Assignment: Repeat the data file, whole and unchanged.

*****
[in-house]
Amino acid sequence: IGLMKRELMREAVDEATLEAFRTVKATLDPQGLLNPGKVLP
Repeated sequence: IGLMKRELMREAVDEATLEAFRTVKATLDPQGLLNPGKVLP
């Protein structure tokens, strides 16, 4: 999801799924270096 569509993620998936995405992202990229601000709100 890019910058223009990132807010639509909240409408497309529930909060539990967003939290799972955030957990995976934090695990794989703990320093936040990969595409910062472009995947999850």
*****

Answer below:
[in-house]
Amino acid sequence: IGLMKRELMREAVDEATLEAFRTVKATLDPQGLLNPGKVLP
Repeated sequence: IGLMKRELMREAVDEATLEAFRTVKATLDPQGLLNPGKVLP
């Protein structure tokens, strides 16, 4: 999801799924270096 569509993620998936995405992202990229601000709100 890019910058223009990132807010639509909240409408497309529930909060539990967003939290799972955030957990995976934090695990794989703990320093936040990969595409910062472009995947999850």